We conducted 40 m long profiles to observe spatial changes in the GPR character across the prototype surface barrier. We also visited the prototype surface barrier site four times, March, May, and September 2001, and January 2002, to determine the change in soil moisture during the different seasons of the year. At Hanford, winters are cool and wet accounting for most of the precipitation, and the summers are warm and dry. This testing methodology allowed us to observe changes in EM energy travel times that we could relate to changes in soil moisture content.
We acquired several CMP surveys at the beginning of the March field experiment to determine the optimal offset to collect the WOR data (Figure 23.2). The optimal offset was based on the time separation of the air and ground waves. We wanted to avoid interference between the two phases so we could accurately pick the ground wave arrival time and amplitude. If the separation is too close, the air wave will interfere with the later arriving ground wave and potentially cause a misinterpretation of the arrival time and the amplitude. From the March CMPs, we chose an optimal antenna separation of 3.5 m. The character of the GPR data changed substantially during the May and September field experiments. Fortunately, the 3.5 m offset still allowed picking of the ground wave. Attenuation of the wave's amplitude due to larger separation would have made picking the ground wave unreliable.
Processing of the GPR data consisted of a few standard procedures. We removed low-frequency noise due to the electronics in the radar unit from the data. For the CMP analysis, we bandpass filtered the data between 25 and 200 MHz to increase the signal-to-noise ratio of the arrivals. The WOR data were not filtered. For plotting the images, we used a gain function to emphasize the later arriving events (AGC) with a 25 ns window. Figure 23.2 compares CMPs from the same location for the four acquisition dates. For the March and January data, the ground wave is a strong event. The May data shows a weaker, less-extensive ground wave. (We have displayed the highest-quality CMP survey from the May profiles). The September CMPs show weak ground wave arrivals. In the March and January CMPs, the ground wave projects to arrive at 10 m antenna separation at approximately the same time (~86 ns for March; ~88 ns for January). Thus, their slopes are nearly equal, indicating that the EM velocity of the ground wave is about the same for each date. In May, the ground wave projects to arrive at ~75 ns at 10 m antenna separation. This earlier arrival time indicates that the EM velocity is faster in May.
The GPR data were acquired with the same parameters for each survey, except the stacking change mentioned earlier. Each survey was started with a walkaway to help reliably identify the air and ground waves (Figure 23.4). By starting the survey with the walkaway geometry, we can more confidently pick the air and ground waves from the slope and the time intercept of the phases (Figure 23.5 and Figure 23.6). In GPR data, the input waveform has a central, large amplitude peak flanked by two smaller peaks. We picked the central peak for analysis. In addition, the air wave has the opposite polarity from the ground wave providing more confidence in the event picking (Du and Rummel, 1994). Thus, in the presented data, the air wave has a negative (white) amplitude, whereas the ground wave has a positive (black) amplitude. The surface spatial location of these events is known, so we can reference our findings to the ground location.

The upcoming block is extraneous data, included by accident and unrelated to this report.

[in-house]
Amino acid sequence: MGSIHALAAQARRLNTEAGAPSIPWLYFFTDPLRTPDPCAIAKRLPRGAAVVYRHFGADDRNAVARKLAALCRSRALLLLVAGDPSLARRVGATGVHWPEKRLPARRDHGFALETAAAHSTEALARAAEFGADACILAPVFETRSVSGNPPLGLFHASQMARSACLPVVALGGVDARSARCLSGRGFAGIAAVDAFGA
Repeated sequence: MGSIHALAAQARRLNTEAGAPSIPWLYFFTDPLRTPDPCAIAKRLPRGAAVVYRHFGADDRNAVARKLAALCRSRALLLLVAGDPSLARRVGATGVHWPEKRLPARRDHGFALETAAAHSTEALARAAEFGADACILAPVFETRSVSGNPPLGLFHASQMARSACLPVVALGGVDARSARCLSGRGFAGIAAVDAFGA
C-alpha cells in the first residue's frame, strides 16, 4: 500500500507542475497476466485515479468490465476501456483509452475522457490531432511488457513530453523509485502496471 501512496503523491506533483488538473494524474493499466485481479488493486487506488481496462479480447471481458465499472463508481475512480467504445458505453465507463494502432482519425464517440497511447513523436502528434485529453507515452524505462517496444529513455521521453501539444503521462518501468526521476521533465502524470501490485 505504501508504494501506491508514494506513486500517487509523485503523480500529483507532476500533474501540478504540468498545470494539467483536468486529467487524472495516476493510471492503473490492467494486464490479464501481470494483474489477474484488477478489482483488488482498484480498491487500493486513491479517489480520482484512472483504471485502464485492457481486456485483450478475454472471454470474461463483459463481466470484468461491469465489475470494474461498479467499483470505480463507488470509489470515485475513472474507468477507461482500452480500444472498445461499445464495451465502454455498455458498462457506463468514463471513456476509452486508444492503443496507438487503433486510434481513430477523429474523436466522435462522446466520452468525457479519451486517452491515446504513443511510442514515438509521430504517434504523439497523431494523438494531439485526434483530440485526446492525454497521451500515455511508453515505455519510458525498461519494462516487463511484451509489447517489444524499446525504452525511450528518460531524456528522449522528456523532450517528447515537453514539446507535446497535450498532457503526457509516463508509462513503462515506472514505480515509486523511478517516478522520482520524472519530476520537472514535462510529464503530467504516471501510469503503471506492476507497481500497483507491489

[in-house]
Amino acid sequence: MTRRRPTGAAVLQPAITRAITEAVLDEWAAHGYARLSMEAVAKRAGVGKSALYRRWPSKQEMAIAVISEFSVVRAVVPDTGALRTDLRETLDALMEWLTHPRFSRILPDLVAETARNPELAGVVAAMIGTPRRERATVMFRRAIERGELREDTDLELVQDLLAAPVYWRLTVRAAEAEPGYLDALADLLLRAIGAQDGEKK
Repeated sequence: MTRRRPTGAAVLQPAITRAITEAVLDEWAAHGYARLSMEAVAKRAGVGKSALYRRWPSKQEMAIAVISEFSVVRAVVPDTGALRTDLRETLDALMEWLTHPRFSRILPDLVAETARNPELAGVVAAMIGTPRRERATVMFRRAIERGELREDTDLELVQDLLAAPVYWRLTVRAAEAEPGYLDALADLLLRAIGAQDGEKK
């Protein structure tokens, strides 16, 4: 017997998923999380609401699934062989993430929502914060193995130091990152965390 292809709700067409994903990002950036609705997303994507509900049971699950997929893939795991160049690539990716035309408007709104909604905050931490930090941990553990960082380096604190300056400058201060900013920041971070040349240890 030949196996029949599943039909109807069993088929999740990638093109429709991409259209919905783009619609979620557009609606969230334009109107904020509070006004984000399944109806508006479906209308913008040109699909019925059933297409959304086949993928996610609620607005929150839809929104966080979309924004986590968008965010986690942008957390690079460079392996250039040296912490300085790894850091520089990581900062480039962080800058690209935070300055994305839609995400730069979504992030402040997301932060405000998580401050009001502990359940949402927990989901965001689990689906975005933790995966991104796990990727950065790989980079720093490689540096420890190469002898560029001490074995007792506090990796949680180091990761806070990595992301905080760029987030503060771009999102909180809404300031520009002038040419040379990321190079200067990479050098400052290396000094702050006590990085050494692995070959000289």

Two aspects of the character of the WOR GPR surveys are easily observed in Figure 23.5 and Figure 23.6. First, the ground wave is a strong-amplitude, coherent event in the March and January data. The ground wave in the May and September data is weaker in amplitude, more difficult to see, and not as coherent. Fortunately, the walkaway start of each survey makes picking the ground wave more reliable. Second, the arrival time of the ground wave varies between about 35 and 40 ns in the March and January data but occurs at about 30 ns in the May and September data. The earlier ground wave arrival indicates that the EM velocity is faster in May and September compared to March and January.
The GPR data indicate changes in the radar response along the profile and throughout the year. The changes in radar response along the profile are indicative of spatial differences in water content. Because of the specifications used to minimize variability in the silt-loam layer, spatial differences in moisture are mostly due to differences in evapotranspiration. Temporal changes in the radar character are due to changes in soil moisture content resulting from decreasing precipitation and high
EW March Line at 16 m
EW March Line at 16 m
FIGURE 23.5 The wide-offset reflection (WOR) data from (a) March and (b) May. Note the weaker ground wave amplitudes and the earlier arrival times in the May profile compared to the March profile. The air wave picks are marked by the black line; the ground wave picks are marked by the light gray line. Bad picks on the right side (walkaway stage) of the sections are due to a poorly defined picking window and are ignored in the interpretation.
rates of evapotranspiration in the summer months. During the winter months, higher precipitation and reduced evapotranspiration cause an increase in soil moisture.
The WOR GPR data analysis consists of picking the arrival times of the air and ground waves. To quantify changes in soil moisture content, we first determine the dielectric constant of the material sampled by the radar energy. The EM velocity of the air and ground waves is simply the distance between the antennas divided by the travel time between antennas. The EM velocity is then
EW Sept Line at 16 m
Was this article helpful?